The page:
A joyfully Franciscan view of Catholic life, inspired by St. Clare (Santa Chiara) of Assisi!

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Chiara Offreduccio (St. Clare) was born in 1194. It is said that when her mother had Chiara in her womb, an angel appeared to her and said, "your child will be a light that will illuminate the world!" Hence, her mother named the child Chiara, which means "light. As G.K. Chesterton put it, St. Clare was a romantic figure just like Juliet was. However, instead of running away from her family in order to be with an earthly man, Clare gave up everything and ran away from her family for the love of her Savior!

Friday, January 05, 2007

St. Bernard of Clairvaux Comic Book

Hooray for the first post of 2007! I made my annual trip up to New York last weekend and was like a kid in a candy shop at the Daughters of St. Paul Bookstore. Among my purchases, I made several additions to my growing collection of Saint comic books, which includes one on St. Therese and another on St. Clare. One of the many things that I love about these wonderful little books- besides the reasonable $1.50 price- is that with the exception of Therese and Clare, they focus on Saints with whom many children might not be familiar. As a case in point, I purchased a comic about St. Bernard of Clairvaux, who is a Saint that was very unfamiliar to me. How wonderful it is to have finally “met” this amazing Saint!

You can order the comic book here. It’s a very solid overview of a rather complicated life. I’d particularly recommend it for young people who are into medieval adventure stories such as “Prince Valiant,” or “Robin Hood” (monks of Clairvaux= the band of merry men). In fact, when I was looking up information for this post, I came across a rather secular medieval fantasy website; St. Bernard was the only religious figure listed on the site, but he was featured rather prominently! You can read more about St. Bernard here.

For lack of a better description, the life and character of St. Bernard reminded me of certain aspects of some of my other favorite Saints. His youthful pursuit of military glory and later renunciation of his family’s wealth reminded me of St. Francis. Similar to St. Catherine of Siena, St. Bernard was called to identify the true papacy. Certainly Bernard’s charismatic preaching style was a model for St. Dominic and his Order of Preachers. Furthermore, just as St. Colette traveled beyond the walls of her cloister in order to reform her order, St. Bernard went against his own desire to remain in his monastery in order to follow the will of God.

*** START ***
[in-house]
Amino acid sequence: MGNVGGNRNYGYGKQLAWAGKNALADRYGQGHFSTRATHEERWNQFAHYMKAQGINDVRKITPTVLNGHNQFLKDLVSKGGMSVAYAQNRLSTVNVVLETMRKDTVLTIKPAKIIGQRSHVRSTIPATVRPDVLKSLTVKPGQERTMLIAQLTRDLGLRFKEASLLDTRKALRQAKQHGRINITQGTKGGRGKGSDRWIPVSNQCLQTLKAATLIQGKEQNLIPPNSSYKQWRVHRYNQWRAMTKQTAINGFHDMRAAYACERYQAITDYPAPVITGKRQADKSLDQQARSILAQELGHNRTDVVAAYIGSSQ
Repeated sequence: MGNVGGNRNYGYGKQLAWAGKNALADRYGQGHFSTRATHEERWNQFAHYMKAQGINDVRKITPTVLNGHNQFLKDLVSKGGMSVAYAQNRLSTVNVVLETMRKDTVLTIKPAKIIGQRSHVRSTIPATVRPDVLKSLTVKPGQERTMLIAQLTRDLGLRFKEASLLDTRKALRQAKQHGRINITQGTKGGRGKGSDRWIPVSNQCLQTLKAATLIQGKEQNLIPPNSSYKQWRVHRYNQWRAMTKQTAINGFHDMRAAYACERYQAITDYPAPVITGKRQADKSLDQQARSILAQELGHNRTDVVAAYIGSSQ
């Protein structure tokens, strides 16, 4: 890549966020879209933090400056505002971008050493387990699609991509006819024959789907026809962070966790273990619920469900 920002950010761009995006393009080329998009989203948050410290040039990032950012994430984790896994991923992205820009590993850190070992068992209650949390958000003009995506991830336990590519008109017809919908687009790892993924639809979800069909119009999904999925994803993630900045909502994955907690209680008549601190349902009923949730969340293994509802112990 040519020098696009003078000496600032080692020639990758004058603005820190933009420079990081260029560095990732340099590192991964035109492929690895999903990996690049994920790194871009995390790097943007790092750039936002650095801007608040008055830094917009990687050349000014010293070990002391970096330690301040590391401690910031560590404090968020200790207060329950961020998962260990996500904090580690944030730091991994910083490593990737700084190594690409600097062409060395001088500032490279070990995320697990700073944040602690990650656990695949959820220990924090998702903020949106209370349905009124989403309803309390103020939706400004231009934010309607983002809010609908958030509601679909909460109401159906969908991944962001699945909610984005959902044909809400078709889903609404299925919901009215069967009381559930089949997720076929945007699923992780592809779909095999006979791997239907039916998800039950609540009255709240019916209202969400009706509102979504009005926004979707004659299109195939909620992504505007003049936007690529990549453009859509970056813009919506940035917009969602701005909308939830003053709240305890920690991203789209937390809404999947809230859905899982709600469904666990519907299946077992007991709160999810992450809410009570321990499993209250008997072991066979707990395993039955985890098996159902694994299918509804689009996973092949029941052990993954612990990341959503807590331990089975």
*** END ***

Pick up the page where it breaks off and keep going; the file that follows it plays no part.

Following from that thought, I can’t help but think of the similarities between St. Bernard and Pope Benedict XVI. Beset with health problems in his later years, St. Bernard greatly desired that God allow him to stay in his beloved monastery in order to continue with his scholarly writings. However, it was God’s will that Bernard leave Clairvaux one last time in order to help recruit for the Second Crusade. Similarly, Joseph Ratzinger had been looking forward to his retirement, upon which he could live out the rest of his years in quiet study and contemplation. However, God willed it that he be led where he did not want to go….in order to lead the flock of the Church. Perhaps St. Bernard can be a model for us all in trying to accept God’s will for us in our lives.

Since they’ve come this far by making a comic book about this remarkable Saint, perhaps someone will make a decent movie about him!


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